The South Sudanese government hopes the arrival of rebel leader and vice-president Riek Machar in the capital Juba will bring an end to the ongoing civil war, an official has told IBTimes UK. Sabit A Alley, South Sudanese ambassador to the UK, said Machar's return will allow the implementation of a peace process signed by warring sides last August.
Machar left Juba when civil war erupted in 2013. His delayed arrival and reinstatement as vice-president are part of a series of measures aimed at ending the conflict that has caused the death of thousands.
"Machar's return will now set the peace process in motion. It is now possible to proceed with the formation of the transitional government of national unity. We also hope that his return will bring to an end the two-year-old conflict in the country," Alley said.
"The process of reconciliation of communities in the country will be initiated. It is also hoped that the international community will now provide the country with the necessary support, not only in the areas of humanitarian assistance but also in the areas of socio-economic development in general. Peace and stability in the country will give the people of South Sudan opportunity to begin re-building their lives."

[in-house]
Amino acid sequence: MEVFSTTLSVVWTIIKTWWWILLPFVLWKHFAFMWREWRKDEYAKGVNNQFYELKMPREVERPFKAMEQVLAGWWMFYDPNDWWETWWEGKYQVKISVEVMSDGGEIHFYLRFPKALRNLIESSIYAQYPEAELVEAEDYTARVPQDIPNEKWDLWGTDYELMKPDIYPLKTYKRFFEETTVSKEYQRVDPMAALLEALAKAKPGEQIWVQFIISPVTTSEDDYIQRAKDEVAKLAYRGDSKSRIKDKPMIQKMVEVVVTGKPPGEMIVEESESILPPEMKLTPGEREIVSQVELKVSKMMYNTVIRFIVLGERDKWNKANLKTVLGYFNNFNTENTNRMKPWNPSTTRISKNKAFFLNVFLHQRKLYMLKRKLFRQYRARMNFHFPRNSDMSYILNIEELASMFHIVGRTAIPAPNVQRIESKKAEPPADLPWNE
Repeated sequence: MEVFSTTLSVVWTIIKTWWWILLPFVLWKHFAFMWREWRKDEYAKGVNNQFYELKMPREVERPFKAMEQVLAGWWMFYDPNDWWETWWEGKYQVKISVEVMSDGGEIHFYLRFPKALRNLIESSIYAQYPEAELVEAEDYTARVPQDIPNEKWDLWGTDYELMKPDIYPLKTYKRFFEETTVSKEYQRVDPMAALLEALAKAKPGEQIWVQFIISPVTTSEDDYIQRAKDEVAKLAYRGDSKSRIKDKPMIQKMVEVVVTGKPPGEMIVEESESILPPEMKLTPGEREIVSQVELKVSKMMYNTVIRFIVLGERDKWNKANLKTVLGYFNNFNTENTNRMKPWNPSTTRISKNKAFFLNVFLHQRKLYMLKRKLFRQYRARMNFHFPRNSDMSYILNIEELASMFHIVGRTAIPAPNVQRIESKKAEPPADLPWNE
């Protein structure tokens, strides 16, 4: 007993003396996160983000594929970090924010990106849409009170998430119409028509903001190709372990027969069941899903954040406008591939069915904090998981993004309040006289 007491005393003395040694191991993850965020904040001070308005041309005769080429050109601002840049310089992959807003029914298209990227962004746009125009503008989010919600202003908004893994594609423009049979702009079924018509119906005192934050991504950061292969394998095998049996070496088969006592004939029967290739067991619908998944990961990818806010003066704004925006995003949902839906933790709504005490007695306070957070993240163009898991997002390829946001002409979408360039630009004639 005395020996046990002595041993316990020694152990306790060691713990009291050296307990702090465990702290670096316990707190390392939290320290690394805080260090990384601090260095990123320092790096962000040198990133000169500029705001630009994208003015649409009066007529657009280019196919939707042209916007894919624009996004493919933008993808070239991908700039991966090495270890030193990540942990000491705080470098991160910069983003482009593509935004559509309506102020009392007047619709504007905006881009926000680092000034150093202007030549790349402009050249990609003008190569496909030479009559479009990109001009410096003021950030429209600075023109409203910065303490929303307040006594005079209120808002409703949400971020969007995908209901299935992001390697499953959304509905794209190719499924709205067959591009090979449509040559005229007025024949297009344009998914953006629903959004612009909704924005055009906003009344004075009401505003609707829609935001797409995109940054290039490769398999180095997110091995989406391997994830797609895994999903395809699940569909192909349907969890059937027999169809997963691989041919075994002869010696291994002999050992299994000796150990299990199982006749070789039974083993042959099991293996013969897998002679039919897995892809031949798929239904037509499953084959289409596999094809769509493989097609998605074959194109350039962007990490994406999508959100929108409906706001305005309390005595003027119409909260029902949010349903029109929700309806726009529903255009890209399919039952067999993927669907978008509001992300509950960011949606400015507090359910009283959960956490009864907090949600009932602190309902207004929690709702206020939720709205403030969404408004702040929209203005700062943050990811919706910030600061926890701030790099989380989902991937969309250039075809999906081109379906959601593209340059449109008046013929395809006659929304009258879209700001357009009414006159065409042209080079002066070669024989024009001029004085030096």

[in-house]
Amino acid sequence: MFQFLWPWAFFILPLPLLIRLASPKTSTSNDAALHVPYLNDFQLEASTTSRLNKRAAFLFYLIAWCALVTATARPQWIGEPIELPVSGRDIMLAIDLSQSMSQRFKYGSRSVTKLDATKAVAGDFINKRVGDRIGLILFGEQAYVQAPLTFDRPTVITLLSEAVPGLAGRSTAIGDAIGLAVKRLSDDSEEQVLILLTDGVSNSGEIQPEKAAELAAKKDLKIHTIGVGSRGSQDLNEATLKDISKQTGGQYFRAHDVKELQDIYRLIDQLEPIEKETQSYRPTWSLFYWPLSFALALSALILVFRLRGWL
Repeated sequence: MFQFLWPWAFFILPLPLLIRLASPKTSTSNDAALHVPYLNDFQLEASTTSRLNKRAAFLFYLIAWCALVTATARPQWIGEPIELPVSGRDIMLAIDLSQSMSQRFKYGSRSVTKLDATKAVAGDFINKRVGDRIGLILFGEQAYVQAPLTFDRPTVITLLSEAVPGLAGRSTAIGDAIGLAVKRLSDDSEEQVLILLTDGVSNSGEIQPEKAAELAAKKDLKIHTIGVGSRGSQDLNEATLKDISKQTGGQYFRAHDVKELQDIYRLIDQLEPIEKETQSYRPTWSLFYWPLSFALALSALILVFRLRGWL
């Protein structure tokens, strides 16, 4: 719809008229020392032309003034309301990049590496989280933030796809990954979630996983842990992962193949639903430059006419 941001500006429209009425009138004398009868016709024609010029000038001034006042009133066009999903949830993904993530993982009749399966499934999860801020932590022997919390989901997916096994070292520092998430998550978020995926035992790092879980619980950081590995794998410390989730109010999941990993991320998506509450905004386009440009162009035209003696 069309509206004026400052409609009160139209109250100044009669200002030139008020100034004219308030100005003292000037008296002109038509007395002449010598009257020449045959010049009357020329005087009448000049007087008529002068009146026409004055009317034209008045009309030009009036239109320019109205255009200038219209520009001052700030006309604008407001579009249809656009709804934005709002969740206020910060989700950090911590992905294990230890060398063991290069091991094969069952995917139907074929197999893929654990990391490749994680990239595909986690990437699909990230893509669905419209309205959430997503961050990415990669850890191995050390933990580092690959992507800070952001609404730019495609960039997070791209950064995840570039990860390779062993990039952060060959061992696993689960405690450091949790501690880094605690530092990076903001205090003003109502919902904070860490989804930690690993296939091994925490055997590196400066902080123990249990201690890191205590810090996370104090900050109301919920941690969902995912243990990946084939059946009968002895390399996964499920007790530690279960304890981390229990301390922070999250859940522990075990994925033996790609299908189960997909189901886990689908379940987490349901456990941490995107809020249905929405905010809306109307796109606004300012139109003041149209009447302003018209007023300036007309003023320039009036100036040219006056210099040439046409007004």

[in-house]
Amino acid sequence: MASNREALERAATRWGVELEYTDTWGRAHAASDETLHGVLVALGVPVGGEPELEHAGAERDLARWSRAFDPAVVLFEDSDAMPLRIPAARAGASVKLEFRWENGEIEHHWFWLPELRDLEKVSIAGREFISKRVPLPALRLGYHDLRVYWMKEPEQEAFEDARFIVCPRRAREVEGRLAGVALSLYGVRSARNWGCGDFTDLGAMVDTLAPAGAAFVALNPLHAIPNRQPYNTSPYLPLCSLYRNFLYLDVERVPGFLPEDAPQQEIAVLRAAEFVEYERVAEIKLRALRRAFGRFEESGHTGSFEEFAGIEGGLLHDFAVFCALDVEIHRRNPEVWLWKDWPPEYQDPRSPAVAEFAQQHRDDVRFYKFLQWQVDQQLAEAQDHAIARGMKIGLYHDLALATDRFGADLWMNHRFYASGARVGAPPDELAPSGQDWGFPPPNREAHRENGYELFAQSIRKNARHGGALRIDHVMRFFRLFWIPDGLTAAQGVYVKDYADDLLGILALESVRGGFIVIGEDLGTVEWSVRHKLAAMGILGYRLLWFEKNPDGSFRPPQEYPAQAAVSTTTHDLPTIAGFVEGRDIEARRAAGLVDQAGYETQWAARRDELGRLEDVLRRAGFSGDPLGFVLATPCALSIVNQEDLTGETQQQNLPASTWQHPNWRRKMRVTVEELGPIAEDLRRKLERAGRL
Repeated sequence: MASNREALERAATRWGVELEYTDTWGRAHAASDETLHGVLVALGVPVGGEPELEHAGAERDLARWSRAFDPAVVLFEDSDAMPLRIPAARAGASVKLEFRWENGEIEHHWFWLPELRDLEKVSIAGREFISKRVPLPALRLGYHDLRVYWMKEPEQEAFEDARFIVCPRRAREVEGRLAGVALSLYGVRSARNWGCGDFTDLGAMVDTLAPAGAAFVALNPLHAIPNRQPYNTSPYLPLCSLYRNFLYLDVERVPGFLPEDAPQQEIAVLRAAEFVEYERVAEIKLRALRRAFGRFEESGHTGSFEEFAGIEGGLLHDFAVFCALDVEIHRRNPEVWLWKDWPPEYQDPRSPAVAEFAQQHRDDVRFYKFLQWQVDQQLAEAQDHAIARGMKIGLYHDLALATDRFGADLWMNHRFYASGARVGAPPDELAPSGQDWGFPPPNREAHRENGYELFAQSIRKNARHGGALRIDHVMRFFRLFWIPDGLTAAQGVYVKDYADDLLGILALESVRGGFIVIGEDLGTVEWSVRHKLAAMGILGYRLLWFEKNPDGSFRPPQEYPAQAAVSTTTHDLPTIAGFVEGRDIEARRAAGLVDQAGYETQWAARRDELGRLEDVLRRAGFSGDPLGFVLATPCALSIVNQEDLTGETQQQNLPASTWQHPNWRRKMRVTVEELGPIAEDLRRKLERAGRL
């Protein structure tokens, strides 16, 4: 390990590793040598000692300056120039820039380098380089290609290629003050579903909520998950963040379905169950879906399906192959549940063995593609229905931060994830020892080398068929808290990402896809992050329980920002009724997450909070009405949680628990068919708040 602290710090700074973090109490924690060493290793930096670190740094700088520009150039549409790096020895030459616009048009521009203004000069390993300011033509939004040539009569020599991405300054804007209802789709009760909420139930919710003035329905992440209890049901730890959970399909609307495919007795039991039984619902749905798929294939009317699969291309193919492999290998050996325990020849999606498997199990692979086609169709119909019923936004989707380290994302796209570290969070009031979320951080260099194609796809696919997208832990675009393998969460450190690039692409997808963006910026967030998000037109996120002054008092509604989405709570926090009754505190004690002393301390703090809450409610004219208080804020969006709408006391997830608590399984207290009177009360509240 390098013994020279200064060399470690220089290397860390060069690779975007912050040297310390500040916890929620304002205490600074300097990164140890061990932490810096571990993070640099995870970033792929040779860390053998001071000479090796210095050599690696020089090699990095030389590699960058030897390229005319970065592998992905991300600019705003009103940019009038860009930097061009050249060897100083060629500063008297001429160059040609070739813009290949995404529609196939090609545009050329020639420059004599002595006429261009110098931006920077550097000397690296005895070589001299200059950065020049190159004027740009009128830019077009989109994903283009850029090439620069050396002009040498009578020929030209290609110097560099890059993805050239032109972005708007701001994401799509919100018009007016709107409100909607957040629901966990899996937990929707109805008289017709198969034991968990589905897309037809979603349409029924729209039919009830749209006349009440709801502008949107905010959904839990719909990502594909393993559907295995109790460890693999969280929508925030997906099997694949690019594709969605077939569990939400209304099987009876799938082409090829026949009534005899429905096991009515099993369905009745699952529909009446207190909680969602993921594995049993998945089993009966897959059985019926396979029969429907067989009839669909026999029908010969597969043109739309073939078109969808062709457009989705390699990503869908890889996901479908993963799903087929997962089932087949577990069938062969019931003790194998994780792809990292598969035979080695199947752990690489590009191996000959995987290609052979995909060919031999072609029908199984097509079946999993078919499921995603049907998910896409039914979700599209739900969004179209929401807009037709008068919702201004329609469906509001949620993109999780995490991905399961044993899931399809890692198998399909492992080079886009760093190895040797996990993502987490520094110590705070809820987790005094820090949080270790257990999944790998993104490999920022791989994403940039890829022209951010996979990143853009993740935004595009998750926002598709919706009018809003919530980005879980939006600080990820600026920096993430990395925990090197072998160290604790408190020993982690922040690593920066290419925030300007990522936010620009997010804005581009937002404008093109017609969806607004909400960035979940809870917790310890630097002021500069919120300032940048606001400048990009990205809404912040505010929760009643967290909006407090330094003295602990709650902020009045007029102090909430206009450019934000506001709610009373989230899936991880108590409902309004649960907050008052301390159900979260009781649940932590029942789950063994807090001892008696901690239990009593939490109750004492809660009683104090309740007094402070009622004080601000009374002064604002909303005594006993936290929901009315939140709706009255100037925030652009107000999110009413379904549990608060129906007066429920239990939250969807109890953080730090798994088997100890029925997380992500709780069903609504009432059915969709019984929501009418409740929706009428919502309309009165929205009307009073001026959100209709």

Alley's comments came as the office of President Salva Kiir announced the interim government could be formed on 28 April, Eye Radio reported.
Meanwhile, the US has pledged an additional $86m (£59m; €75m) in humanitarian assistance to help those displaced by the conflict. However, the American government also warned it could impose sanctions or an arm embargo if the warring sides fail to create the unity government, seen as an essential ingredient to pave the way towards peace.
South Sudan's descent into civil war
South Sudan descended into civil war in 2013 when Kiir, from the Dinka ethnic group, fired Machar, from the Nuer group, and his cabinet. The dismissal followed Kiir's decision to replace members of the army and government amid rumours of a coup plot by Machar.
Ethnic-related violence then spread, with militia groups carrying out attacks in villages and areas known to be inhabited by either Dinka or Nuer tribes.
More than 10,000 civilians have so far been killed in the conflict, amid allegations of crimes against humanity committed by both sides, including extra-judicial killings, abductions, rape, torture and use of child soldiers. At least two million people have also been displaced.
Although the warring factions have signed at least seven peace deals, the violence has continued, and a January report from the African Union blamed both leaders for the ongoing unrest.